Saturday, November 15, 2014

Top Chef Boston and Cooking in Pop Culture

Contestants pick out produce at Whole Foods Maket in Lynnfield, MA.
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Reality shows aren't going away any time soon, and neither are the programs in the sub-genre of cooking reality shows. Food and cooking are becoming more and more visible in pop culture, from controversy over the word "foodie," to CSAs and farmers markets gaining popularity, to everyone suddenly brewing their own beer. Does the entertainment media have a responsibility to portray a responsible food system? And if so, how are they doing with that?

Bravo's Top Chef filmed its current season, which is airing now, right here in Boston, and it's gotten some of us locavores raising eyebrows at what the producers have chosen to showcase.

A recent interview with Top Chef judge Gail Simmons focused on Simmons' personal preferences for food that is healthy, seasonal, and ethically sourced. In fact, almost every judge and contestant on the show has, in a private interview, mentioned something to the effect that these issues are important to them in their own cooking, but they rarely come up on the show itself.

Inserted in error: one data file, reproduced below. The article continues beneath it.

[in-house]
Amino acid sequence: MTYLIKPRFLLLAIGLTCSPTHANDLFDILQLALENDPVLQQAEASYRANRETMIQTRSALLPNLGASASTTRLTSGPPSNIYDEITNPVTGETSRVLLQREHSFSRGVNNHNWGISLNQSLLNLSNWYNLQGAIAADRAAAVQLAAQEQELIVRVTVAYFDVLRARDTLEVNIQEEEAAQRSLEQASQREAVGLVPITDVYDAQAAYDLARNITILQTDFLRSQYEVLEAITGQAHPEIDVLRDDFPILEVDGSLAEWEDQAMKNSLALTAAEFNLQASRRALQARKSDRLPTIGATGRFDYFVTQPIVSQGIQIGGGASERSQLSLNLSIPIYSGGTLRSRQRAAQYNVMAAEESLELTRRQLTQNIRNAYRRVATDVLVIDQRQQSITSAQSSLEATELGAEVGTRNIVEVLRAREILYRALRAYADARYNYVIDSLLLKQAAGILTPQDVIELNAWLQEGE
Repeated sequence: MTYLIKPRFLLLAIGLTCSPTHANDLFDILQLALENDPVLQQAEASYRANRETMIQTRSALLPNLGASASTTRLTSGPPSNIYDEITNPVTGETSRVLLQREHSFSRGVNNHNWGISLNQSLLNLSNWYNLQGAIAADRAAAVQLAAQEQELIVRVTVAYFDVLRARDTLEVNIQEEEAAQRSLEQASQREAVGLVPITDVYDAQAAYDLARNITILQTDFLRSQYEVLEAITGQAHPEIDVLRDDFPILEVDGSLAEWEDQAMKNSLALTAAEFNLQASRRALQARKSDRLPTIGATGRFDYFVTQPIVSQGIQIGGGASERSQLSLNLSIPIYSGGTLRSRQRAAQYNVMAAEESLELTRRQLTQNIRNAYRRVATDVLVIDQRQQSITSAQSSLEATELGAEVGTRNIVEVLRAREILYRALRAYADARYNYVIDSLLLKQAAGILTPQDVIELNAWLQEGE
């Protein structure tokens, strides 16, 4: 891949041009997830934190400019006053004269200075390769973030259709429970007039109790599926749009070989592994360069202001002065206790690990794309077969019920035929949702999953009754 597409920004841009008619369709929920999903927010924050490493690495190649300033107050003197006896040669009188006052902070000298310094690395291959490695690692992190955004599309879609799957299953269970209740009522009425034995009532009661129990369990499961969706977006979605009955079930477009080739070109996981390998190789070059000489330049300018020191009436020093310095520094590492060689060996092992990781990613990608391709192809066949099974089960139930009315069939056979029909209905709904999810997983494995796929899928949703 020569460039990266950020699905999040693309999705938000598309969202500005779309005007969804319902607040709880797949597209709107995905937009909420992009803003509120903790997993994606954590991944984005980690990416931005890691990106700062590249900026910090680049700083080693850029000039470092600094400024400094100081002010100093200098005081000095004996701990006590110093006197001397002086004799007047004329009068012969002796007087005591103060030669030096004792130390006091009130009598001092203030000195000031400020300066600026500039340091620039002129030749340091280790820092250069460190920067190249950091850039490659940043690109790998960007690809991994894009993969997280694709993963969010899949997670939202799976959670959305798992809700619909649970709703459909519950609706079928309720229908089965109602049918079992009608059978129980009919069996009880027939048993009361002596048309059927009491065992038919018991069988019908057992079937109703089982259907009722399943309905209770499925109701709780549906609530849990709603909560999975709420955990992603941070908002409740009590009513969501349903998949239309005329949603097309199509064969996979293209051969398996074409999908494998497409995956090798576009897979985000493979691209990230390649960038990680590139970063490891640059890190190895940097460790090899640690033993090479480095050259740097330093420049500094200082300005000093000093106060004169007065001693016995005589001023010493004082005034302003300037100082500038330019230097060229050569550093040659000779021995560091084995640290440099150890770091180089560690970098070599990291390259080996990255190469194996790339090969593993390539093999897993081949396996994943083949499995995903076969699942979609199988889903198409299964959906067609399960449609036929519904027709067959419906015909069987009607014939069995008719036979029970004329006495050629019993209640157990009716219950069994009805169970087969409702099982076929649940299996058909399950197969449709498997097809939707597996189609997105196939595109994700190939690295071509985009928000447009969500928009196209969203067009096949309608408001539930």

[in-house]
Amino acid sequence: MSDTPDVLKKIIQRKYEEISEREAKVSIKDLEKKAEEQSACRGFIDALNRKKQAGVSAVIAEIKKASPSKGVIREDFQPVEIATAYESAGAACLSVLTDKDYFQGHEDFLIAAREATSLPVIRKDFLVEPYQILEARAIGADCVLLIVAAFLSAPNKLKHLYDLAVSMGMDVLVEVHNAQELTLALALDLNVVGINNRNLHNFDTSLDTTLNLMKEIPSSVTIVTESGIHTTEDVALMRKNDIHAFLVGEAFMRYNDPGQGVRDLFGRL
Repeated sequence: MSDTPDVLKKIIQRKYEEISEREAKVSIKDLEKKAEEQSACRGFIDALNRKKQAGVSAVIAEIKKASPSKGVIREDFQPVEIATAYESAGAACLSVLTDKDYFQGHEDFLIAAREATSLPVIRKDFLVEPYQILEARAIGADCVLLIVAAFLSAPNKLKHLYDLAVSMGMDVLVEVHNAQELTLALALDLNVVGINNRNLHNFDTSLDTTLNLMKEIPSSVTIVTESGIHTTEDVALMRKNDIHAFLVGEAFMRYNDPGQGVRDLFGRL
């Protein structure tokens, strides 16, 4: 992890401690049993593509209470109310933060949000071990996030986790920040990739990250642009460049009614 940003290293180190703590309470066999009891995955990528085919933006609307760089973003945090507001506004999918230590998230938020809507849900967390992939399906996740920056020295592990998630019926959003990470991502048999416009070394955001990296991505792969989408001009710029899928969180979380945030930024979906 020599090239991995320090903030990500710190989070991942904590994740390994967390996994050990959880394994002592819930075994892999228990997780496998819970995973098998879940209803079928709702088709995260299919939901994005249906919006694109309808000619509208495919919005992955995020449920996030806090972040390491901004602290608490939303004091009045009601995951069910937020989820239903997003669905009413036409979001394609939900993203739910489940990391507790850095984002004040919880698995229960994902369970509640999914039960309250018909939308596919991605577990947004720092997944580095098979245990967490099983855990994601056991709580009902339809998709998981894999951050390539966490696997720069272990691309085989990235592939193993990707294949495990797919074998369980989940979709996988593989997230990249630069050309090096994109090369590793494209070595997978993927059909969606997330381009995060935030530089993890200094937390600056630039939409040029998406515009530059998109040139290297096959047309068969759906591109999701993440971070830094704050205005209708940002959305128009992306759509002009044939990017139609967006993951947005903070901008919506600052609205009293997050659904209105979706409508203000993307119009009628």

The Boston season, like most seasons of Top Chef, features the contractually obligated trip to Whole Foods in nearly every episode, which never bothered me until I thought about all of our great local grocers, butchers, and farms that would have made for way better local color than the strained Revolutionary War references they insist on weaving into every episode.

We can hope that Whole Foods was chosen because of its quality, but this is never really stated, and we're left wondering whether Whole Foods just did a better business deal than Stop and Shop or- gasp- Market Basket. We know that there are a lot of advantages to the way that Whole Foods sources its products, but either this topic never comes up when the cameras are rolling, or it gets edited out in favor of the personal squabbles that give Andy Cohen something to get excited about.

What are your thoughts? Do cooking shows help or hurt the problems with our food system? Or should we look at them in a vacuum, as pure entertainment? And if you're watching Top Chef Boston, who do you hope will win?

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